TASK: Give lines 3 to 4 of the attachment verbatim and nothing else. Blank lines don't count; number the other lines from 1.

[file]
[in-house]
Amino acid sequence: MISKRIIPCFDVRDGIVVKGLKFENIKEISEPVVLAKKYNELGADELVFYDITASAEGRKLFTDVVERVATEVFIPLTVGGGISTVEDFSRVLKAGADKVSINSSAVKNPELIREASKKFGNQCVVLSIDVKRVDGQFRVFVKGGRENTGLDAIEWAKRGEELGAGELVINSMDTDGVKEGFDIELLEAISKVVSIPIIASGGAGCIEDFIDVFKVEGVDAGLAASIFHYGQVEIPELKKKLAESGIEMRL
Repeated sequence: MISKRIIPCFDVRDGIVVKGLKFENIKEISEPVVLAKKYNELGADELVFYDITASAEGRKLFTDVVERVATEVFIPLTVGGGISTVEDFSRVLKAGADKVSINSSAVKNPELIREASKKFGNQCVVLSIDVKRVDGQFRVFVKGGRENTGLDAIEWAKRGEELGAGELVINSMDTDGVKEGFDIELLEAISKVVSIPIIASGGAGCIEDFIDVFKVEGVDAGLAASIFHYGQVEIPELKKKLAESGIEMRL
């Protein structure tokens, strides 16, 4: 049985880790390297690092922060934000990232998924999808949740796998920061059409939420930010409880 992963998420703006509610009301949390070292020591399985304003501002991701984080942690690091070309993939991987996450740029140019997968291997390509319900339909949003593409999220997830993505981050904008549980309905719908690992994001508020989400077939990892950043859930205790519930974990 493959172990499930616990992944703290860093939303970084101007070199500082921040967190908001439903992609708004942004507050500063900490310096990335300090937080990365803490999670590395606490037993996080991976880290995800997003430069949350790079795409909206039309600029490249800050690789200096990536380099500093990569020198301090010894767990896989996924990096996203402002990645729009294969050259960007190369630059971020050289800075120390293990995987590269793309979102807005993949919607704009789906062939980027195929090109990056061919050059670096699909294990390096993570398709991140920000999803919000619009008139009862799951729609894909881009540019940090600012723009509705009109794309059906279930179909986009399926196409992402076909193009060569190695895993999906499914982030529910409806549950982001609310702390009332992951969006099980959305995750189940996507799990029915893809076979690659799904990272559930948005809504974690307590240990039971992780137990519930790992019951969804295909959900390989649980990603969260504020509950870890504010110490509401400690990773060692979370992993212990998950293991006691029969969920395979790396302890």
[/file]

Repeated sequence: MISKRIIPCFDVRDGIVVKGLKFENIKEISEPVVLAKKYNELGADELVFYDITASAEGRKLFTDVVERVATEVFIPLTVGGGISTVEDFSRVLKAGADKVSINSSAVKNPELIREASKKFGNQCVVLSIDVKRVDGQFRVFVKGGRENTGLDAIEWAKRGEELGAGELVINSMDTDGVKEGFDIELLEAISKVVSIPIIASGGAGCIEDFIDVFKVEGVDAGLAASIFHYGQVEIPELKKKLAESGIEMRL
């Protein structure tokens, strides 16, 4: 049985880790390297690092922060934000990232998924999808949740796998920061059409939420930010409880 992963998420703006509610009301949390070292020591399985304003501002991701984080942690690091070309993939991987996450740029140019997968291997390509319900339909949003593409999220997830993505981050904008549980309905719908690992994001508020989400077939990892950043859930205790519930974990 493959172990499930616990992944703290860093939303970084101007070199500082921040967190908001439903992609708004942004507050500063900490310096990335300090937080990365803490999670590395606490037993996080991976880290995800997003430069949350790079795409909206039309600029490249800050690789200096990536380099500093990569020198301090010894767990896989996924990096996203402002990645729009294969050259960007190369630059971020050289800075120390293990995987590269793309979102807005993949919607704009789906062939980027195929090109990056061919050059670096699909294990390096993570398709991140920000999803919000619009008139009862799951729609894909881009540019940090600012723009509705009109794309059906279930179909986009399926196409992402076909193009060569190695895993999906499914982030529910409806549950982001609310702390009332992951969006099980959305995750189940996507799990029915893809076979690659799904990272559930948005809504974690307590240990039971992780137990519930790992019951969804295909959900390989649980990603969260504020509950870890504010110490509401400690990773060692979370992993212990998950293991006691029969969920395979790396302890």